Reign just went there with a rape scene


Warning: we’re keeping up with Canada’s Wednesday night airing of Reign on M3. Spoilers follow below. 

Settling in for the second last new episode of Reign for the year, all signs pointed towards “Acts of War” shaping up to be a normal installment of the period show. Except then it wasn’t, and my rage towards the scenes that followed is in danger of bubbling over if I don’t get these words out. I can’t believe they went there; went there in a way that no show of this nature ever should.

Amidst the usual court drama, flirtations and unrequited love, and Mary once again trying to build a kingdom that was safe for all, an attack on the castle ended up being more brutal than anything else the series has ever shown.

For what I deem completely unnecessary reasons, the Protestant soldiers who stormed the castle to kill Francis found Mary alone in her bedroom and one of them raped her. Another was about to—playing out the horrors of so many stories young women have been a part of recently—before the queen was finally able to get her hands on a weapon and escape. And while the series tried to spin this into yet another of Mary’s struggles that she’ll come out stronger for, it read more as another case of a powerful woman being forced back into her place through the oldest weapon of all.

Are there things the show did well with this? Possibly. Catherine’s pep talk might be something, except it fed into a culture of shame that encourages survivors to keep silent. And Mary opted not to hide the news from Francis—although I’m not sure what choice Catherine left her—and the king not only reaffirmed his love for her but also respected her requests.

That’s about all the show got right. I understand rape in war happens and has a long history of happening, but to sexualize shots of Mary’s nightgown coming up while she was dragged by the men was too far. We did not need a slowed down shot of the rape, playing it up more for dramatics and “entertainment” than something worthwhile. Outlander, a much smarter show asked, “Is there ever a good reason for rape?” and Reign didn’t even try to come up with an answer. Worse still, the show didn’t bother with a trigger warning in a day and age when any remotely savvy person who’s going to touch on the subject should know better. It also ignored the pleas of fans who found out this would be coming months before and begged the writers not to do it.

As HBO captures headlines weekly with its brutality, especially towards women, on Game of Thrones, it probably shouldn’t come as a surprise to see more shows grasping at such low-hanging fruit. But for a series that’s been for young women since its beginning and so clearly made a goal of showing these women as empowered, confident and sexually free, it’s disappointing to see the series undercut everything it’s built for a taste of that sensationalism. As a woman and a very frequent viewer of television I find myself again saying I am tired, so very tired, of rape being used as entertainment.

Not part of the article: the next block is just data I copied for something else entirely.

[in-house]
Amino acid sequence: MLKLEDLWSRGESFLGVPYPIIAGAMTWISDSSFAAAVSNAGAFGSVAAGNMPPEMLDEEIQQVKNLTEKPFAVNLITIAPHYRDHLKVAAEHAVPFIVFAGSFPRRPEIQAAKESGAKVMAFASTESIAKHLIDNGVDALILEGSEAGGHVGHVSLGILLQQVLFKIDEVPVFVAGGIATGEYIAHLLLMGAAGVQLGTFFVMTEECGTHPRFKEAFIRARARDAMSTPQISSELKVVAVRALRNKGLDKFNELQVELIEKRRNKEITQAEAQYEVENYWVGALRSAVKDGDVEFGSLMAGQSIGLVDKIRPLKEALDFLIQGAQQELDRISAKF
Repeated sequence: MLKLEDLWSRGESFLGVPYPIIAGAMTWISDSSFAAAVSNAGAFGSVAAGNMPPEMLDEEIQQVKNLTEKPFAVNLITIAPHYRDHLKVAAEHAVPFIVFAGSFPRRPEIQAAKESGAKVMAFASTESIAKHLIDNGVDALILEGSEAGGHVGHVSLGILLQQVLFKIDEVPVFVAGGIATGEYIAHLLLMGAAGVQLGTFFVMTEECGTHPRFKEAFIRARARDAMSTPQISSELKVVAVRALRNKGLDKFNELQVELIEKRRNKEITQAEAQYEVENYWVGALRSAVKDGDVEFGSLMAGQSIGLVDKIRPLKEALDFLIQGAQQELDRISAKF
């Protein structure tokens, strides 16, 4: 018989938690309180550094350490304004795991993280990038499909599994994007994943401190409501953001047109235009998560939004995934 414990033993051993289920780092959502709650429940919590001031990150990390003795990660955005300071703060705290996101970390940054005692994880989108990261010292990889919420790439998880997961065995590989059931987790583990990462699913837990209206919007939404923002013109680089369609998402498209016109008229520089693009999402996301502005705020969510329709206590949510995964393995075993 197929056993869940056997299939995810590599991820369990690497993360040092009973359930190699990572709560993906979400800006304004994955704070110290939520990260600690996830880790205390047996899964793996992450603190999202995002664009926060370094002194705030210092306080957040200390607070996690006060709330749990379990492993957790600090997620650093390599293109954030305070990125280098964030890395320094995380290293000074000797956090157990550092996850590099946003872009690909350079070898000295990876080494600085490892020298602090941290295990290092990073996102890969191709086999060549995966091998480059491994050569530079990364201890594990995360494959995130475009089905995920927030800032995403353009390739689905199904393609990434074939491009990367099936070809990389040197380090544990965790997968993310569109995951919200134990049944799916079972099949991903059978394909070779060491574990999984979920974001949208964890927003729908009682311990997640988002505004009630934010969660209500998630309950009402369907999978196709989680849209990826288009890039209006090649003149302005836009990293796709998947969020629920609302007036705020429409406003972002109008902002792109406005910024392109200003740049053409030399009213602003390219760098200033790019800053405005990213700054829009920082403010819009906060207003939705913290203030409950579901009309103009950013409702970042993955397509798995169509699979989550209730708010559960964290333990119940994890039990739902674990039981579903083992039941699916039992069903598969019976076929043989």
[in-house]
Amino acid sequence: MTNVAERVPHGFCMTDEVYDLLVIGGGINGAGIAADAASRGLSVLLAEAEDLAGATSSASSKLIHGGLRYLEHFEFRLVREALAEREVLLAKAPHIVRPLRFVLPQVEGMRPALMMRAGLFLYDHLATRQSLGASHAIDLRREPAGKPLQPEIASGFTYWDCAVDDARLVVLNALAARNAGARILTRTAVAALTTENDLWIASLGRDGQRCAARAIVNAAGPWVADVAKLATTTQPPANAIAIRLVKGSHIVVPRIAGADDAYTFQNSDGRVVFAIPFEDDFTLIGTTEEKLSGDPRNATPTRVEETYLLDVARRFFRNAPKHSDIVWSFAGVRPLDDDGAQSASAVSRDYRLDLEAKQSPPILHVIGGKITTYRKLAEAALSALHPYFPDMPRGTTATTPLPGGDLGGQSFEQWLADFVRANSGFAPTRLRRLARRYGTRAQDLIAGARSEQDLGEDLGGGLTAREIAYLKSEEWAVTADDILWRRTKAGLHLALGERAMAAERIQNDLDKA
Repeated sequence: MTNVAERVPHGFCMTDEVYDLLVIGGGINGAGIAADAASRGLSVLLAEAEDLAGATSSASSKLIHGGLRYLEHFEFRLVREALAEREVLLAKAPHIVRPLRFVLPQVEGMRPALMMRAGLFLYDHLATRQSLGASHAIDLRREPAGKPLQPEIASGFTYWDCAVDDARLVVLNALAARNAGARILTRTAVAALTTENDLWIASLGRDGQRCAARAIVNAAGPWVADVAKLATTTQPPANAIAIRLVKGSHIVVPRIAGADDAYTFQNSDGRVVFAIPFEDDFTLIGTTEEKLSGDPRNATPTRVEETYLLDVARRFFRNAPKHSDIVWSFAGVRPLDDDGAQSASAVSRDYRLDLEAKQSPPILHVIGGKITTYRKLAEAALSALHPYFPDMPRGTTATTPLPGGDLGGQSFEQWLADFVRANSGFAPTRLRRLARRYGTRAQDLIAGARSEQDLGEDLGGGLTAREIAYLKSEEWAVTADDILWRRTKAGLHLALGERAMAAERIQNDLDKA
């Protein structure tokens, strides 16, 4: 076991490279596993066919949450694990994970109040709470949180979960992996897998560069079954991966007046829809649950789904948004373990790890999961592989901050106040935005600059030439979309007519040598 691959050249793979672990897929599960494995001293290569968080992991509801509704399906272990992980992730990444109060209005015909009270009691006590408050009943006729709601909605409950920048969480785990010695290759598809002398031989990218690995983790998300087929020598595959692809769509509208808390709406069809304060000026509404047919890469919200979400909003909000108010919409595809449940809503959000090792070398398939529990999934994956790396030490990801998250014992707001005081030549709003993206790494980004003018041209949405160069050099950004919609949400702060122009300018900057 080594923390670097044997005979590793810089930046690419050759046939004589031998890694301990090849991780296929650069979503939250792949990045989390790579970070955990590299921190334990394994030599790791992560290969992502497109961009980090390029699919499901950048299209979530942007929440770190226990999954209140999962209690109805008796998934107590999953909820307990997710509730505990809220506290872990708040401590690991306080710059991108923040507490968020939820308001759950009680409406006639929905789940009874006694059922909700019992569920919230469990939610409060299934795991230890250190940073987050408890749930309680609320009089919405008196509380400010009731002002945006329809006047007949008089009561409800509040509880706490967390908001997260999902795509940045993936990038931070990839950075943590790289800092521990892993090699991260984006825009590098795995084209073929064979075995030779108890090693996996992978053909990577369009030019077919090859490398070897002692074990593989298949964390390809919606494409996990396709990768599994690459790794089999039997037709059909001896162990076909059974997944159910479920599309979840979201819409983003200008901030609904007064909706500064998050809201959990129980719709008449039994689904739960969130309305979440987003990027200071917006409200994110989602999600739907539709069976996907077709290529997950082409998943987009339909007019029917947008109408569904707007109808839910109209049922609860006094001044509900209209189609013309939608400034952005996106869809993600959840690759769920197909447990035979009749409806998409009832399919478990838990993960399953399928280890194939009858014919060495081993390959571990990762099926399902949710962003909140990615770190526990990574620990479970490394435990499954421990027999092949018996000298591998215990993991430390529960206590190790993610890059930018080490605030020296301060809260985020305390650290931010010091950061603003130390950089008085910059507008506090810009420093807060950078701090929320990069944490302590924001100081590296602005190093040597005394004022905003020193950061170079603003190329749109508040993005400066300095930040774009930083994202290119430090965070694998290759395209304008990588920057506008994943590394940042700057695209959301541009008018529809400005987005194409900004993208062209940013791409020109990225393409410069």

What could possibly be gained from this? More strife between Mary and Francis as Francis copes with the guilt that his wife was raped while he was murdering an innocent man—and not, as she thinks, pleading with the Vatican for religious tolerance? It would be another failing on Reign’s part to turn an attack on Mary into yet another crisis for her husband.

Does it make Mary a stronger, harder queen? She already was—and reducing her to a crumpled, crying ball on Catherine’s floor only undercuts that. Powerful speeches that force her to hide both her inward pain and her outward bruises don’t make her strong. They make her yet another woman who’s learned to keep things like this hidden so she won’t be seen as less than. For a series that has done so much for young women, this is one “lesson” they don’t need to hear again.

Yes, there is conflicting evidence the real Mary Queen of Scots could have been raped years ago, later on in the timeline, by a man wanting access to her crown. It doesn’t make it right, but had the show waited for that moment in “history” there could have maybe been some justification for unrolling that story. As it stands, it was a horrifying move that felt cheap, and cheapens a discussion both Canada and America are in the midst of having about women, shame and assault. It didn’t need to happen, fans asked for it not to happen and yet it did. Is that a painful lesson in reality, or yet another reminder of what Hollywood thinks women’s suffering should be used for?

Either way, we just didn’t need to see it.

Please share your thoughts on the topic below. Reign airs Wednesdays at 8 p.m. ET on M3 and Thursdays at 9 p.m. ET on The CW and CTV Two. It’s also available on iTunes.